This underutilized, recently-added feature provides numerous ways to enhance your footage.
By Chris and Trish Meyer | November 19, 2010
As a motion graphics artist, one of our favorite tricks to enhance an uninspiring clip is not to use effects, but instead to combine it with other clips using Blend Modes (also known as Blending, Composite, or Transfer Modes). Modes provide simple, high-quality ways to drop out the black or white background in a clip, enhance its saturation and contrast, give it a tint, and add lighting effects or a filmic glow in post. I call it our "secret sauce" to create rich, layered imagery you don't normally see created in an editing program.Happily, Adobe Premiere Pro CS4 added support for Blend Modes, allowing editors to enjoy these sexy results without having to set them up first in After Effects. In this article, I will show you how to apply Blend Modes in Premiere Pro CS5, what sort of results are typical for different groups of modes, and give you some application ideas.
The latest version has several significant new features.
By Chris and Trish Meyer | April 12, 2012
Upon the release of After Effects CS5 in 2010, Adobe tried an interesting experiment: Part of the After Effects engineering team was split off to start work on major new features for CS6 with a 24-month time horizon, while the rest started work on AE CS5.5 before joining their compatriots in 2011 to also work on CS6. In addition, Adobe has a separate Dynamic Media Advanced Product Development Group, which has produced such major new features as Roto Brush (CS5), Warp Stabilizer (CS5.5), and the new 3D Camera Tracker (CS6).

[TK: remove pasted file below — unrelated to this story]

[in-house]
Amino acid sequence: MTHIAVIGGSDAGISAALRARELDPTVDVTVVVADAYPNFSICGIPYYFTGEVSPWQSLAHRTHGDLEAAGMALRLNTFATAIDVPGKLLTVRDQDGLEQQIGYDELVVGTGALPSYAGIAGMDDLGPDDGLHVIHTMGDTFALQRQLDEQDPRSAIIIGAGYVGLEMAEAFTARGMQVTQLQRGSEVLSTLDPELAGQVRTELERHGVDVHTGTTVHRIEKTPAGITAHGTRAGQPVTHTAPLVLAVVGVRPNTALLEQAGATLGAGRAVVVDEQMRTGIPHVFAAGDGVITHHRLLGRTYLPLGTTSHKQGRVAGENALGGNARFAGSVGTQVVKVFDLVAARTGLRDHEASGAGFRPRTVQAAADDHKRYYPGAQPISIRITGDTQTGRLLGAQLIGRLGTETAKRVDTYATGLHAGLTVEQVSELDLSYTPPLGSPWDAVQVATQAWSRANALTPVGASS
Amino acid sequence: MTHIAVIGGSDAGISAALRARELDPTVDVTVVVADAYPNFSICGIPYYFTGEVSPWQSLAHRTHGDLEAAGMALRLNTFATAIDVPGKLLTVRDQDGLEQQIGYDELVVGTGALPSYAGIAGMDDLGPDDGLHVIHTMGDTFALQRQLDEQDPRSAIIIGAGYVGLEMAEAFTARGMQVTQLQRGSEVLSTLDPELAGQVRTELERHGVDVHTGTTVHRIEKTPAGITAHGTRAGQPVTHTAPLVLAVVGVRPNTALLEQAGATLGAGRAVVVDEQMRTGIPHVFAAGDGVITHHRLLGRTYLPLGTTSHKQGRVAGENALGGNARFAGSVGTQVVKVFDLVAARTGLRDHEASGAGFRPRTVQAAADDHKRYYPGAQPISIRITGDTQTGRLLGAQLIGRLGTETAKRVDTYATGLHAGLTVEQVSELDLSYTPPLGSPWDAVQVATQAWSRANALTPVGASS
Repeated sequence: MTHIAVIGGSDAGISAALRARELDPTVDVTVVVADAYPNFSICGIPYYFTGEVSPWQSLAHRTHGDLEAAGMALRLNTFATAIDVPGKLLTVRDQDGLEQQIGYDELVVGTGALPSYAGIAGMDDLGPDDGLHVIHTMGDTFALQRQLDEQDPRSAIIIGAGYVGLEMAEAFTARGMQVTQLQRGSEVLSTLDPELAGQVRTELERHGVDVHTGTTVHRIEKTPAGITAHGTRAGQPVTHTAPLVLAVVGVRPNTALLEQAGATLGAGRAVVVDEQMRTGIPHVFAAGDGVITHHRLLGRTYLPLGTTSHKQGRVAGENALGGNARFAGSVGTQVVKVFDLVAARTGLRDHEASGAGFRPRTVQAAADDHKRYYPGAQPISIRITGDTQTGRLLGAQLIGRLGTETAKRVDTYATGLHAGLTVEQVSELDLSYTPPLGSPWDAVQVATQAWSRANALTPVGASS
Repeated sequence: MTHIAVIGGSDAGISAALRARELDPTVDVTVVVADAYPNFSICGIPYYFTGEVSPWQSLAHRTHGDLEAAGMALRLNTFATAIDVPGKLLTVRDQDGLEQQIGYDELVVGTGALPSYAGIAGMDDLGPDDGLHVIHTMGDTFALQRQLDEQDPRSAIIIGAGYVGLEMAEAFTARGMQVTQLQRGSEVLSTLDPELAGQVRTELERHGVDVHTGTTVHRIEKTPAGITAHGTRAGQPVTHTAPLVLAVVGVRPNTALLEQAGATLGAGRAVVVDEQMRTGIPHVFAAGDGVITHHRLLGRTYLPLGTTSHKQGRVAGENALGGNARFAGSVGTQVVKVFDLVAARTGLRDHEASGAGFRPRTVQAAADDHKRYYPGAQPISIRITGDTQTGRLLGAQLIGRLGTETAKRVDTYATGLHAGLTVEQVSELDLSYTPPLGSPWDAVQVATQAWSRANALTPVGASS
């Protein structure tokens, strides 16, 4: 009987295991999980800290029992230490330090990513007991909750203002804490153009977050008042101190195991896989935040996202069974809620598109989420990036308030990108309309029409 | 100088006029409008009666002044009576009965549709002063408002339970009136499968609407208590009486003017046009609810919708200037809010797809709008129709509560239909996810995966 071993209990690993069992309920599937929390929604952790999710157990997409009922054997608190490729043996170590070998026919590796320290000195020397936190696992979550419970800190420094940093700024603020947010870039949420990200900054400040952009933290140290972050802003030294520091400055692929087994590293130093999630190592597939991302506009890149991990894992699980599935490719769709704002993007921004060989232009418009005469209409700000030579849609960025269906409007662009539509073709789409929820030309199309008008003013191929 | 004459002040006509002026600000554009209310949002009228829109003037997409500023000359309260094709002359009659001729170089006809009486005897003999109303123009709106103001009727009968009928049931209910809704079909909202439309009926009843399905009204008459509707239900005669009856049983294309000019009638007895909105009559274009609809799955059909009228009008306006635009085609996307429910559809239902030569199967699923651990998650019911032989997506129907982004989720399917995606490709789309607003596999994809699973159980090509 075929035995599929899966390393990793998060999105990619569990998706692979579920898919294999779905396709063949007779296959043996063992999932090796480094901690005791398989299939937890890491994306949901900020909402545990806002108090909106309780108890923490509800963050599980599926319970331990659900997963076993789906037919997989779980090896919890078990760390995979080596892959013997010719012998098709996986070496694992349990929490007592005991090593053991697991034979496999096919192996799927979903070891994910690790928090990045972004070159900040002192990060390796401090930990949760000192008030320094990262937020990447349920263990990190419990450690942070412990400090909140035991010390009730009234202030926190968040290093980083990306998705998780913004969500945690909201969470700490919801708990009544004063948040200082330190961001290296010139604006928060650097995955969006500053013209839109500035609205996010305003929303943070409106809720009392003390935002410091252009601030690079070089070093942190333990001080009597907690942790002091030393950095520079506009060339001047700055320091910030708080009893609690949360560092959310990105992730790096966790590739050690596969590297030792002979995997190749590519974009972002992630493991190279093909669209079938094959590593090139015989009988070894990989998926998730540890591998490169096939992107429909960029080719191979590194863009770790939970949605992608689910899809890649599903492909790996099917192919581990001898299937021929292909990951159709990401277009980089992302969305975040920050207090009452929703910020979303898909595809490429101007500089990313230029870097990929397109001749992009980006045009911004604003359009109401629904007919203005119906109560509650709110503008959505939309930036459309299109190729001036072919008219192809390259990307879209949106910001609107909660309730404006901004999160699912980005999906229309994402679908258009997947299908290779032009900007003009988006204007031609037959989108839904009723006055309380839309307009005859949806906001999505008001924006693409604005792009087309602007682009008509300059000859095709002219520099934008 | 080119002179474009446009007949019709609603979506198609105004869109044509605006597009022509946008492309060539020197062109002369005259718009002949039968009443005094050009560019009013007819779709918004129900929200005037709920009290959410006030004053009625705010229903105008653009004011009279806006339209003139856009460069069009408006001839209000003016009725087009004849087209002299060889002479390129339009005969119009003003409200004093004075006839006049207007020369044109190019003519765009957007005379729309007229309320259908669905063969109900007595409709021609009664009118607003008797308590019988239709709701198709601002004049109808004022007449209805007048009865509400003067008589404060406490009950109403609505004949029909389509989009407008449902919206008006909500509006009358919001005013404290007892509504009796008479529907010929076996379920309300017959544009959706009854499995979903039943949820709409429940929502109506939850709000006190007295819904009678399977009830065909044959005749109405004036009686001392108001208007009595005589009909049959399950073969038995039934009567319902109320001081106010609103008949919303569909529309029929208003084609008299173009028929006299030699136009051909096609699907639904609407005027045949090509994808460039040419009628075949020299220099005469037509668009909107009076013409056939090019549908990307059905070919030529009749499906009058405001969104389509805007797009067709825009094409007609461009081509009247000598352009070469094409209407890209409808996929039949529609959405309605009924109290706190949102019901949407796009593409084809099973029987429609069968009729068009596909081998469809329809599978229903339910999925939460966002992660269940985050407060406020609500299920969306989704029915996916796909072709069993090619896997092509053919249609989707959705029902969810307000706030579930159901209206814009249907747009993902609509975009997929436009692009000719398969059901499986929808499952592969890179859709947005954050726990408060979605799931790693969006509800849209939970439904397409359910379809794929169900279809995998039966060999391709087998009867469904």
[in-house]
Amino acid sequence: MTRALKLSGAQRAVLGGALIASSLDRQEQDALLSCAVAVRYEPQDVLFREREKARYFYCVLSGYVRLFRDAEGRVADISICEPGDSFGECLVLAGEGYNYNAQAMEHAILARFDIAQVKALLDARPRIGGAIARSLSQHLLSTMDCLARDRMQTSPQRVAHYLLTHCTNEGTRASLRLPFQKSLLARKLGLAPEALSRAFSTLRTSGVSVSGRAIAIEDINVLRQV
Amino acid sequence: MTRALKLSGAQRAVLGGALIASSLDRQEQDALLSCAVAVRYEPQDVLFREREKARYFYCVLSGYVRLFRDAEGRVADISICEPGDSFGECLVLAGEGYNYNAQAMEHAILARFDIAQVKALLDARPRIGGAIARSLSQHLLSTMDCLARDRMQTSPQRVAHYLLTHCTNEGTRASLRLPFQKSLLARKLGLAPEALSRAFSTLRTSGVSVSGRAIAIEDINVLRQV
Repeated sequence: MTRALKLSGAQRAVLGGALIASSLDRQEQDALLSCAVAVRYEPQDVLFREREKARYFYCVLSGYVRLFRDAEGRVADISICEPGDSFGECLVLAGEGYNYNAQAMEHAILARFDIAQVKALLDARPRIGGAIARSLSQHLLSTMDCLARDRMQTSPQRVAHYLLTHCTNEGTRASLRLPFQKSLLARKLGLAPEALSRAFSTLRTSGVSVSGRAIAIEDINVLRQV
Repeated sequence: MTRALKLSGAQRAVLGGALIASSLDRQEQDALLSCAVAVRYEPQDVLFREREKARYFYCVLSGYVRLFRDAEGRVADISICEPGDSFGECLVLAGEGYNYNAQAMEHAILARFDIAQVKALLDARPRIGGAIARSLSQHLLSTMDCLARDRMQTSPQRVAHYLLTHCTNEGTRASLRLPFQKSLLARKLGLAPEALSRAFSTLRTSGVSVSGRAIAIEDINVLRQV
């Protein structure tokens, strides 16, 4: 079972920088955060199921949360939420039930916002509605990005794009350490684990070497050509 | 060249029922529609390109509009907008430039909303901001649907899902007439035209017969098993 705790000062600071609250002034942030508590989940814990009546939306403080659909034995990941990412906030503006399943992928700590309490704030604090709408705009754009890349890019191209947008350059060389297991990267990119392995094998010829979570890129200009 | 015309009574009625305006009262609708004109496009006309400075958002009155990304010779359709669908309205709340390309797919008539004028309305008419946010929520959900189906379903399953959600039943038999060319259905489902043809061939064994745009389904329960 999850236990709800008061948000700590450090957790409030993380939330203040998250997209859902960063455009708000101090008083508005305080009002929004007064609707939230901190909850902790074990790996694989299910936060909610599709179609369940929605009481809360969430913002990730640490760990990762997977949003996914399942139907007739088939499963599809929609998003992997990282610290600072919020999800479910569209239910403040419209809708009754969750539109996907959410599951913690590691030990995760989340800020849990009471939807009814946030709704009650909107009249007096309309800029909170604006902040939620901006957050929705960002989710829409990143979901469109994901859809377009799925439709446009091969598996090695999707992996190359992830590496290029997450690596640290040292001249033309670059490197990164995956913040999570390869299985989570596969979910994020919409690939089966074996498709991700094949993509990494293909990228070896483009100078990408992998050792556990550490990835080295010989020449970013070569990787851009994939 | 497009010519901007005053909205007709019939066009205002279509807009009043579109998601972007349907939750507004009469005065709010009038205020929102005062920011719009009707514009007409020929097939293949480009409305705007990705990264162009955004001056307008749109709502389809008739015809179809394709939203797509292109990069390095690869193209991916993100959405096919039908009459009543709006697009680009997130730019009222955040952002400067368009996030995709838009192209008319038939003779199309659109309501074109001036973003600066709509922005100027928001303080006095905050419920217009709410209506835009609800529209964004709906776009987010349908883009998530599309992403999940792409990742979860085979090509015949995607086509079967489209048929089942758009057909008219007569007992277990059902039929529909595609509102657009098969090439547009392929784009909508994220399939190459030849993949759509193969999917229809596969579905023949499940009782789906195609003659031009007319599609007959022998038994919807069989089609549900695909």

As a result, After Effects CS6 is an important new release that has something for nearly every AE user. We're going to explore a number of those features here, starting with the most visible new one - the Ray-traced 3D rendering engine - and then moving onto the 3D Camera Tracker, Rolling Shutter Repair, Variable Mask Feathering, the Global Performance Cache, and other interesting bits. We'll be sharing pros, cons, preferred workflows, gotchas, and a number of tips that we hope will get you up to speed with this new release.